China’s foreign minister blames ‘forces with ulterior motives’ for Solomon Islands riots
- In their first exchange since the violence erupted last month, foreign ministers from Beijing and Honiara talked up their nations’ relationship
- Wang Yi said China would support the Solomons to restore order, rebuild and reach stable development
“The riots erupted under a complicated background. Some forces with ulterior motives took the chance to smear China-Solomon Islands relations and attempted to subvert the outcomes achieved since the establishment of our bilateral ties. It does not comply with the interest of Solomon Islands’ people at all and is doomed to fail,” Wang said in a phone conversation on Thursday, according to a readout from China’s foreign ministry.
Wang said China was confident in the future of its bilateral relations and would take “measures to support and assist Solomon Islands in restoring order and reconstruction, and achieving stable development”.
The riots have raised the alarm on how Pacific nations are reacting to Beijing’s efforts to poach the few remaining diplomatic allies of Taiwan, a self-ruled island which China sees as a breakaway province.
“At the moment, both countries need to be vigilant against a few countries’ attempts to constantly interfere in other countries’ domestic affairs in the name of human rights under the Cold War mentality, and jointly uphold the basic norms of international relations and international fairness and justice,” Wang said, using a common Chinese reference to US-led Western efforts to raise human rights concerns in China.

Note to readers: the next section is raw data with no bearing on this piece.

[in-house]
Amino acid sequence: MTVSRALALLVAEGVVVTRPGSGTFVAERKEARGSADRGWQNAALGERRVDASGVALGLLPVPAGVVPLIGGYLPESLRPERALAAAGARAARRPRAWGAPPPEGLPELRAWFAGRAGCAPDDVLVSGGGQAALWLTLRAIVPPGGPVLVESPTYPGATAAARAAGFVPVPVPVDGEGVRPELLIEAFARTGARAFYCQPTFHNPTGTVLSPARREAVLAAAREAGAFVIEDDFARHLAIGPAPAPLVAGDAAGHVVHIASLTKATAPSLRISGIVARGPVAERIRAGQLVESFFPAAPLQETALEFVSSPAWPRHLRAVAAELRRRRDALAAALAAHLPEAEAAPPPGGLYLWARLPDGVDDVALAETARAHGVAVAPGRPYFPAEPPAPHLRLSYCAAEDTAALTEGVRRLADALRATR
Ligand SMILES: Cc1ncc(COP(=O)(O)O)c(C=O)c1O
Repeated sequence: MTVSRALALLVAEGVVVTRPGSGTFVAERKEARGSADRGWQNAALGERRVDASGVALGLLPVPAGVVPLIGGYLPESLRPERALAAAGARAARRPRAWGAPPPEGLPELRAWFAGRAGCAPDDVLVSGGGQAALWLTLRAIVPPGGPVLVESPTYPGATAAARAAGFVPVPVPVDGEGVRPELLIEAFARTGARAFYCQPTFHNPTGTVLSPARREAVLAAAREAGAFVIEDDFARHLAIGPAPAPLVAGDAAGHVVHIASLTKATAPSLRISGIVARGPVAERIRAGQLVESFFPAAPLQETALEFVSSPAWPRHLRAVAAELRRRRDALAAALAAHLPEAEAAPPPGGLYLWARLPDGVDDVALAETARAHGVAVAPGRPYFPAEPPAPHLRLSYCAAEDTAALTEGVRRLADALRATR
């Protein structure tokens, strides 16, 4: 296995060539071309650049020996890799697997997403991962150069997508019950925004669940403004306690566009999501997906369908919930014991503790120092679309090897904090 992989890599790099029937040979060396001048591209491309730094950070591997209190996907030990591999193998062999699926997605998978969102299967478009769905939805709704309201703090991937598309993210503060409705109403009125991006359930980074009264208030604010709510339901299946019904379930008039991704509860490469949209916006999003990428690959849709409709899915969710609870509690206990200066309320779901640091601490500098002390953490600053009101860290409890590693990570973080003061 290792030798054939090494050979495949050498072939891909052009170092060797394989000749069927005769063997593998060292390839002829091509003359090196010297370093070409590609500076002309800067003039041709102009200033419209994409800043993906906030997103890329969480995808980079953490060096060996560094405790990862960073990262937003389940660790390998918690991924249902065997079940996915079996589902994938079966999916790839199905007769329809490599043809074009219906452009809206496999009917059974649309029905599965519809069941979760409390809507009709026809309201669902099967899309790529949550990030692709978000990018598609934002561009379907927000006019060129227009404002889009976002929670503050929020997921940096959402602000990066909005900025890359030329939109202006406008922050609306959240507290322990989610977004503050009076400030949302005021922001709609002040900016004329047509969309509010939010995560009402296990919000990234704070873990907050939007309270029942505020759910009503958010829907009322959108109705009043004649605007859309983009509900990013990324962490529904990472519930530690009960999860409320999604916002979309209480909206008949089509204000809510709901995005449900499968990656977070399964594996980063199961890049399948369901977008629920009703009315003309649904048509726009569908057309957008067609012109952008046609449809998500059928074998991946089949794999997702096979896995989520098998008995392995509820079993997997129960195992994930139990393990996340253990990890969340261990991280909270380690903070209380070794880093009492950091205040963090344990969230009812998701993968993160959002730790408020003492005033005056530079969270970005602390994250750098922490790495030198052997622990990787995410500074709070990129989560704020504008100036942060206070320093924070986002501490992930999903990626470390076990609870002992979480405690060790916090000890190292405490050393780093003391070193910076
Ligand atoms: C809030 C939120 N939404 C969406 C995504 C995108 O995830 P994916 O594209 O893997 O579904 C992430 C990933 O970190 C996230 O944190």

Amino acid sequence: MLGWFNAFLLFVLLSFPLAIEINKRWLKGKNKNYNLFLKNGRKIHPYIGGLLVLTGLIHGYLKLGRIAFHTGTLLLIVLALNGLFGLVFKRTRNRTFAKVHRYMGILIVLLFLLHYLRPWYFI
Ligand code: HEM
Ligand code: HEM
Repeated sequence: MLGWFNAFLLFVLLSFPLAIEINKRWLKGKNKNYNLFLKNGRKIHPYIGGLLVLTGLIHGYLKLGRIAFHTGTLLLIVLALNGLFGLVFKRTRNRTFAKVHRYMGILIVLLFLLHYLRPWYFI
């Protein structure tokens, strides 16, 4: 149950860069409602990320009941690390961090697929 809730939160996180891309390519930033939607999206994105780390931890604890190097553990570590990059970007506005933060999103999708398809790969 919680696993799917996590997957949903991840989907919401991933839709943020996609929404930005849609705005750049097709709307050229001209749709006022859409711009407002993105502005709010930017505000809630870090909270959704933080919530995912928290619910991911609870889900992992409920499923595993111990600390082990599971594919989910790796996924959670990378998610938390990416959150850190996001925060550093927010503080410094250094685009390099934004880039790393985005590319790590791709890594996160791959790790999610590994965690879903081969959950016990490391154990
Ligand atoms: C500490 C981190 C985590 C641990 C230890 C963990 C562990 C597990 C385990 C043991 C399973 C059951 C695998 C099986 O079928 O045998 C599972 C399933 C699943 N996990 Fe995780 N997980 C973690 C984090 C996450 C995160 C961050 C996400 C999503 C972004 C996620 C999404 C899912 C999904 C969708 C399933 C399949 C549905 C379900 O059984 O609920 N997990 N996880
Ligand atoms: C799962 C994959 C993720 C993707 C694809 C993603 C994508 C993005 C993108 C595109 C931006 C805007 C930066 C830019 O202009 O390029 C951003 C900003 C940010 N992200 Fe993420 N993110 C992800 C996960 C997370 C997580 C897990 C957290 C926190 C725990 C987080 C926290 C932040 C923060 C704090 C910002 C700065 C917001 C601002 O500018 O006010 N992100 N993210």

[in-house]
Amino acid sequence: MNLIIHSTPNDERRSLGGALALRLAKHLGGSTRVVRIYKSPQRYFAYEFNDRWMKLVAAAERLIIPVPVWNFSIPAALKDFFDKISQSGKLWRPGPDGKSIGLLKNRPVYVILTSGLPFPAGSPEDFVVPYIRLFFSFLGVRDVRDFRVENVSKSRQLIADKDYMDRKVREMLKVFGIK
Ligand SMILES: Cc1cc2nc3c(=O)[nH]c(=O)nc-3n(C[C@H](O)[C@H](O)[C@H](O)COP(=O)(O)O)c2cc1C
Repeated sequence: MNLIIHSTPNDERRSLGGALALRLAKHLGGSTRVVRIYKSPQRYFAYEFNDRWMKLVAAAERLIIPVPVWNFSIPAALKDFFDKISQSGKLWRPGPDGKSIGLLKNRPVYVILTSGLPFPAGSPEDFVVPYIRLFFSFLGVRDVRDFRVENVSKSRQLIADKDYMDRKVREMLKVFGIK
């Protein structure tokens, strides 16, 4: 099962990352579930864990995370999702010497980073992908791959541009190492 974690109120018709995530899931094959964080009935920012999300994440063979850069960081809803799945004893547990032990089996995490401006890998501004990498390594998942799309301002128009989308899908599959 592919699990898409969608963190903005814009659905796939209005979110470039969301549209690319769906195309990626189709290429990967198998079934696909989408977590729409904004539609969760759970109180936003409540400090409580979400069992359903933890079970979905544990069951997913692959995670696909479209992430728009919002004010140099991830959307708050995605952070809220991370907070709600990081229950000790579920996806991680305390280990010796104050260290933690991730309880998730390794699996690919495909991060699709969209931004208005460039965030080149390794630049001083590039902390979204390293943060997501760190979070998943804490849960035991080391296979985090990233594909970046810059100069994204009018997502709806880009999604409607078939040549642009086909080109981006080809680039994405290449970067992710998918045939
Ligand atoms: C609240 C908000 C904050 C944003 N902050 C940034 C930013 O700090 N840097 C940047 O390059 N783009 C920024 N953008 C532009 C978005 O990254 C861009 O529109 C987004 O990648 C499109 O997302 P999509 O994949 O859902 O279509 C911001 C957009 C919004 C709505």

“Solomon Islands highly values its relations with China. It will continue strictly abiding by the one-China policy, which is the political basis of developing Solomon Islands-China relations,” Manele was quoted as saying.
After the diplomatic switch, Washington said it would reassess its help to the Solomon Islands.
“Do you want aid that benefits one person, one party and one bank account? Or do you want assistance that empowers entire families, strengthens entire communities and enriches entire nations?” she said.
“As democratic and independent states, you have a choice of who to partner with. And I believe that the choice is obvious.”
There have been strong voices of opposition accusing Sogavare of taking money from the country’s National Development Fund which has been backed by Beijing since the diplomatic switch took place under Sogavare.
Meanwhile, the cause of the violence has been multifold, according to regional observers. Many widely attribute it to lingering resentment about Beijing’s influence in local politics and the economy, particularly in Malaita province, which has rejected ties with Beijing since the country’s diplomatic recognition switch.
As well as protests against corruption, there were voices of discontent over unemployment and informal settlements, or slums, leading up to the violence.